While not a snap, entrepreneur says course was benefit to startup

Posted: Sunday, February 3

Jim King has a different perspective on the world of small business — it’s through the viewfinder of a camera.

When he gave up a career of public service as an emergency medical technician and firefighter, he fell back on a nearly life-long of capturing images. He retired from the Longview Fire Department as the city’s fire marshal in 2001.

Initially after his retirement, King went to work for a couple of friends and said he had done photography on the side for years.

“My dad gave me my first camera for Christmas when I was 8,” he said. King’s first paying gig didn’t come until about 11 years later when he collected $20 for taking senior pictures.

Today, he’s the owner of Jim King Photography, but it took nudging from the same person who gave him his first camera to get him to take the plunge into opening up a storefront. During Christmas, his father told him to get serious about his passion.

“How is it everyone knows your dream except you?” King paraphrased his father during one of the last conversations he had with him. His dad died seven hours later.

King took that as a sign of faith or a “God thing.” He wasted little time in making preparations for moving his photography business from a sideline to his main source of income.

“I knew I had to make money from the start,” he said. After seeing an article in the News-Journal about a course being offered through the Kilgore College Small Business Development Center designed to help people making the leap into a business of their own, he signed up.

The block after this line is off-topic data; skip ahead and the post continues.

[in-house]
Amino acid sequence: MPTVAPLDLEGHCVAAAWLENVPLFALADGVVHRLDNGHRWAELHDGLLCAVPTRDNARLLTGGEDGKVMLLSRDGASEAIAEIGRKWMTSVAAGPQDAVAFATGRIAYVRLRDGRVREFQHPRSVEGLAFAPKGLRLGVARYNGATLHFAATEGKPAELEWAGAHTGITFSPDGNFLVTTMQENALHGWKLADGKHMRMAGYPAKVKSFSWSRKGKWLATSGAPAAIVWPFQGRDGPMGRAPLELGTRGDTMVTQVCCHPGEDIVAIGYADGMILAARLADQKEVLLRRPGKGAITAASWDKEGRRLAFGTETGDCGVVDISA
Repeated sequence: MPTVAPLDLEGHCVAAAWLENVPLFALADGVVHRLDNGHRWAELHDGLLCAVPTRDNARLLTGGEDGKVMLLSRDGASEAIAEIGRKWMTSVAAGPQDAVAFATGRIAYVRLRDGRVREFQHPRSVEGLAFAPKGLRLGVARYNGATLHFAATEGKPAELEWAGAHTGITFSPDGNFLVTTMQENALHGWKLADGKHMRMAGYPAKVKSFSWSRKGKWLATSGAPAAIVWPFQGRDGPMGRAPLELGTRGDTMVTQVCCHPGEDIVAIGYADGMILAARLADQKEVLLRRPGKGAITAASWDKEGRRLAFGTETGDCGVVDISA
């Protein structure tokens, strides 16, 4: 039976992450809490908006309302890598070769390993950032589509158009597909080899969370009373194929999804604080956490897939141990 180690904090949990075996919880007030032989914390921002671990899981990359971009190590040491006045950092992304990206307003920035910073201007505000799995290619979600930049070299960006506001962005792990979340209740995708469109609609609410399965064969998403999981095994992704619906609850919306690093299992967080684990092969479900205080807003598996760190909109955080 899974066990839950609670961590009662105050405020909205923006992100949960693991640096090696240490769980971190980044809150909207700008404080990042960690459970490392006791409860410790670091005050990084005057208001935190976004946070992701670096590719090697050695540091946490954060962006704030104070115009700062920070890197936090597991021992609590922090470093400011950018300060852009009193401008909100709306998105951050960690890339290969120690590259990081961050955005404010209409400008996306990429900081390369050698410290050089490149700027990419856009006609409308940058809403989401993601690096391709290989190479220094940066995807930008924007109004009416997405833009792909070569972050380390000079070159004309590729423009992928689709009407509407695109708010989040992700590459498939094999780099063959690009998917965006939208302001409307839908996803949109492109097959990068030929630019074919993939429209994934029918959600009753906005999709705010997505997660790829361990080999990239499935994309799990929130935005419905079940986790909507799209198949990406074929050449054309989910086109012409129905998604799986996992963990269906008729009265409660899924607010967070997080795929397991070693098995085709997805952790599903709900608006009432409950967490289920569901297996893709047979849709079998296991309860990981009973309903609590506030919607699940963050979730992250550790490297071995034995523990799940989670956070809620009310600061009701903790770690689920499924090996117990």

“They had some great speakers,” he said of the eight-week course. “The sessions on marketing and planning strategies were really helpful.”

Among the lessons learned, he said, was never turn down free publicity. Instructors also emphasized taking advantage of networking opportunities and the need to find the right location.

King thinks his spot in Tall Pines Center off of Judson Road, which offers a back entrance to Longview Mall and is across the road from a movie theater, fits the bill.

“I get a lot of exposure here. This is one of the busiest streets in town between Thanksgiving and Christmas,” he said as shoppers head to the mall. He also took care in designing a sign for the front of the building that has captured the attention of motorists.

He said the small business course itself was run like a business. That teaching by example made an impression that encouraged him to focus on the side of his operation that he doesn’t enjoy.

“I love what I do, but I hate the business side of things,” King said. “They reinforced that you need the organizational skills and you need to take care of all those other things — taxes, insurance.”

The course comes with a price tag of $119, but King said the value he’s gotten from it since opening Jim King Photography has been worth much more.

“Even now if I have questions, I can pick up the phone and call the SBDC for help,” he said. “Their whole concept is not to get you to go into business, but to give you the tools you need to firmly plant your feet on the ground to get started.”

King said he has had strong support from his wife, Lisa, a factor that has made getting through lean times easier.